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US sanctions pro-Russian head of Serbia’s state security agency

BELGRADE – The United States on Tuesday sanctioned Aleksandar Vulin, a pro-Russian head of the Serbian Security and Information Agency (BIA), accusing him of using his position to help Moscow with “malign” activities, and with having links to an arms dealer and a drug trafficking ring.

As a result, the U.S. Treasury Department said all Vulin’s property and interests in property in the United States or in the possession or control of U.S. persons must be blocked and reported to Treasury’s Office of Foreign Assets Control (OFAC).

People that engage in transactions with the designated individuals may themselves be exposed to sanctions, the department added.

In a statement, OFAC said Vulin, a close ally of President Aleksandar Vucic, has also been implicated in “illegal narcotics operations, and misuse of public office” and of promoting “malign influence of Russia.”

“He has used his public positions to support Russia, facilitating Russia’s malign activities that degrade the security and stability of the Western Balkans and providing Russia a platform to further its influence in the region,” it said.

Vulin who is also the head of the co-ruling Movement of Socialists is the first Serbian high-ranking official who has been sanctioned by the U.S. since Vucic took presidential office in Serbia in 2017.

The Serbian government and BIA could not be immediately reached for comment. In a statement, Vulin’s party accused the U.S. of “lying, raping and distorting the truth.”

“For the murderers from the White House, it is Vulin’s fault that he supports international law and that he refuses to be dragged into the Western-made conflict in the East (of Europe)… and with this they showed that America is a very small and weak country,” it said.

The BIA and the ministries where Vulin previously served are not the targets of the U.S. sanctions.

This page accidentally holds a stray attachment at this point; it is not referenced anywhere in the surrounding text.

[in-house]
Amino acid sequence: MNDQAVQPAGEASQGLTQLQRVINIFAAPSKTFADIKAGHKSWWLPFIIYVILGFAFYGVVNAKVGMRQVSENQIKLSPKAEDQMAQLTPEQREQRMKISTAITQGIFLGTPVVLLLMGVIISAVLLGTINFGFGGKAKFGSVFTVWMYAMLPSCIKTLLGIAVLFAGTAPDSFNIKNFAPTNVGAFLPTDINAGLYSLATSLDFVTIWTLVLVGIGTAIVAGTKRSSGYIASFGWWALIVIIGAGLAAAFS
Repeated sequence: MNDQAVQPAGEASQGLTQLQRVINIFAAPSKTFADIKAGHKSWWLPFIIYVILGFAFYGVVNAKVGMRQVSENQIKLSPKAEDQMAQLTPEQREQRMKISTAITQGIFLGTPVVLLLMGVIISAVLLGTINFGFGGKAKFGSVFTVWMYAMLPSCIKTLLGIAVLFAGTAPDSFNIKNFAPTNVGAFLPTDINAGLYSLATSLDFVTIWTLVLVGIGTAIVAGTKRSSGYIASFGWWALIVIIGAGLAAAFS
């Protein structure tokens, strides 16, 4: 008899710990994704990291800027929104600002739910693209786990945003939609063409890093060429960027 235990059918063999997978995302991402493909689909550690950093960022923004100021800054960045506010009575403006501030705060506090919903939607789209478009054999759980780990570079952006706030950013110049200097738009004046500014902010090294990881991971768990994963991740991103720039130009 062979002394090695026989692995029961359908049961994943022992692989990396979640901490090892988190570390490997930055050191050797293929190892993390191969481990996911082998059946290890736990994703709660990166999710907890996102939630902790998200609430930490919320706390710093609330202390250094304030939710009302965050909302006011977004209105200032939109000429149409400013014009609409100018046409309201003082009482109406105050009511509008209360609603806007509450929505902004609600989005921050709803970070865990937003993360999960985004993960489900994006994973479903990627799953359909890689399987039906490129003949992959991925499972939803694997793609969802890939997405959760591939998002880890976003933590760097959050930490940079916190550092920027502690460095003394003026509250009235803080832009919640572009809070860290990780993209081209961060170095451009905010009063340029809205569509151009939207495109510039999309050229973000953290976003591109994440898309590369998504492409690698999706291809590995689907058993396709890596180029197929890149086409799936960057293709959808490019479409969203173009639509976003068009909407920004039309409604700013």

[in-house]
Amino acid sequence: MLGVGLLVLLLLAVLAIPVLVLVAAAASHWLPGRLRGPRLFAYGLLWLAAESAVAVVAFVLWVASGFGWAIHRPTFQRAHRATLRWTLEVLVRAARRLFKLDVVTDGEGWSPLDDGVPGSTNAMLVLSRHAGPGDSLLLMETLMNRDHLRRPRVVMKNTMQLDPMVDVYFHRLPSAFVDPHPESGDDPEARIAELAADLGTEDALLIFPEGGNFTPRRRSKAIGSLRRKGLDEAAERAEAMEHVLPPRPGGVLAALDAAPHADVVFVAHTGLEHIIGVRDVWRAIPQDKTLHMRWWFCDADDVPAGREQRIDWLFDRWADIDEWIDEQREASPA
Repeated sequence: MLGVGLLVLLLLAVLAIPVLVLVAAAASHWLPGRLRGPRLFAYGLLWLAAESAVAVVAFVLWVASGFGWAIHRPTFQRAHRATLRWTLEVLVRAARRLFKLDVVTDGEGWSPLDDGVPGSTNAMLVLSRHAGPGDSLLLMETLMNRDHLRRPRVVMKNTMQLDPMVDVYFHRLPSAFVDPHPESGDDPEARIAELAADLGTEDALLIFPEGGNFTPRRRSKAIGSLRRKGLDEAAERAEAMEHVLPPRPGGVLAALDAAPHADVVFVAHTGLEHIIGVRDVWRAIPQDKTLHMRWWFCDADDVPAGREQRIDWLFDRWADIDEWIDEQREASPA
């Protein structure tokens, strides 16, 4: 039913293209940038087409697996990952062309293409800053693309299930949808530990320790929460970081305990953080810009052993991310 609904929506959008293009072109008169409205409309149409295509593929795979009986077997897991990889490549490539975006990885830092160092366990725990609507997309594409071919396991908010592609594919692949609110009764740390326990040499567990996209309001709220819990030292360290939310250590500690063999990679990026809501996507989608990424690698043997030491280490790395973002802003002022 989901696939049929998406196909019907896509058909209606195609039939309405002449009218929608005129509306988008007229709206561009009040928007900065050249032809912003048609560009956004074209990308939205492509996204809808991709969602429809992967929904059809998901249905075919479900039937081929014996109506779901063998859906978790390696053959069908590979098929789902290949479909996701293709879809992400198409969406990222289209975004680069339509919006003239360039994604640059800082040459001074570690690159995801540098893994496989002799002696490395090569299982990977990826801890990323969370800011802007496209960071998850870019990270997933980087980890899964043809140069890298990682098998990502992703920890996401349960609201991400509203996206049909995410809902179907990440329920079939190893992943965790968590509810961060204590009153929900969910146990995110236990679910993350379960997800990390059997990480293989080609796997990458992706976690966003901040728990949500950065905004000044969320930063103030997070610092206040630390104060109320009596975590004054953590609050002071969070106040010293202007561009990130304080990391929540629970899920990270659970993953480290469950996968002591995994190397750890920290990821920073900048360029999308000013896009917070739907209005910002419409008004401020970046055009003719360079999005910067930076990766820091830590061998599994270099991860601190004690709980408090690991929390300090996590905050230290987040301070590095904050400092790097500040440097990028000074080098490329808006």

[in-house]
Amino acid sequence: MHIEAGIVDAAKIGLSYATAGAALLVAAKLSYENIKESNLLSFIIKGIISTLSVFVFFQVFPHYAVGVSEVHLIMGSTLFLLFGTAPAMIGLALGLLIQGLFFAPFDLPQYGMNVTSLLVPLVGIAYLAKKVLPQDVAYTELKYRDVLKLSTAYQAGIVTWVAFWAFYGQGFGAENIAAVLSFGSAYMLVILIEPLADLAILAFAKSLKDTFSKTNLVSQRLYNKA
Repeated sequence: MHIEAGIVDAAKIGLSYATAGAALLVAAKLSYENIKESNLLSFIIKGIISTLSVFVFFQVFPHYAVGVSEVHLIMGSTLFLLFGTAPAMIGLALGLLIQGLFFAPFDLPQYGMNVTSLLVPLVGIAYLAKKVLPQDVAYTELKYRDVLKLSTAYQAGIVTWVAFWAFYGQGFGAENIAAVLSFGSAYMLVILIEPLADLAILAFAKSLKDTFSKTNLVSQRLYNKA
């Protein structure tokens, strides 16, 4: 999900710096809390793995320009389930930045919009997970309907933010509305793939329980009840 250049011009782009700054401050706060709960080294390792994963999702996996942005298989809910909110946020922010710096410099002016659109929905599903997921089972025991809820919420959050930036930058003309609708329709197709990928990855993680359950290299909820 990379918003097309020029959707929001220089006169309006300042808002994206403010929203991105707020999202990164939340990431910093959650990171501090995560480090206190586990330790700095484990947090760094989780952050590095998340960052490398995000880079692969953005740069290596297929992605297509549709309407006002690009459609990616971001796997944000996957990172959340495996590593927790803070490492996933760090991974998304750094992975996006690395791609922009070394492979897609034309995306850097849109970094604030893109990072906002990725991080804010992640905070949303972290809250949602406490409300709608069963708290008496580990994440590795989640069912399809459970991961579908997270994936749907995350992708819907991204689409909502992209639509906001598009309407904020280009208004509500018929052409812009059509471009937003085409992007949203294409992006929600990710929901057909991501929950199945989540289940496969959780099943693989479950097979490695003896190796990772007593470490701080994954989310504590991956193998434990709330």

In the past, Vulin visited Russia and met chiefs of its intelligence agencies, most recently in May when he attended a security conference there.

In January, a group of Serbian and pro-Ukraine activists filed criminal complaints against Russia’s Wagner paramilitary group and its supporters, including Vulin, accusing them of recruiting Serbs to fight against Ukraine.

In 2022, Belgrade’s daily Nova quoted Russian opposition politician Vladimir Kara-Murza as saying he and members of the Russian opposition were wiretapped during their meeting in Belgrade and that Vulin handed over transcripts of the talks to Moscow.

The statement also said Vulin has maintained “a mutually beneficial relationship with U.S.-designated Serbian arms dealer Slobodan Tesic,” helping ensure his illegal arms shipments can move across Serbia’s borders and of involvement in a drug trafficking ring.

Although Belgrade has repeatedly condemned Russia’s invasion of Ukraine, it has so far refused to join international sanctions against Moscow.

Serbia is a candidate to join the European Union, but it must first root out corruption, organised crime and align its foreign policies with those of the bloc. — Reuters

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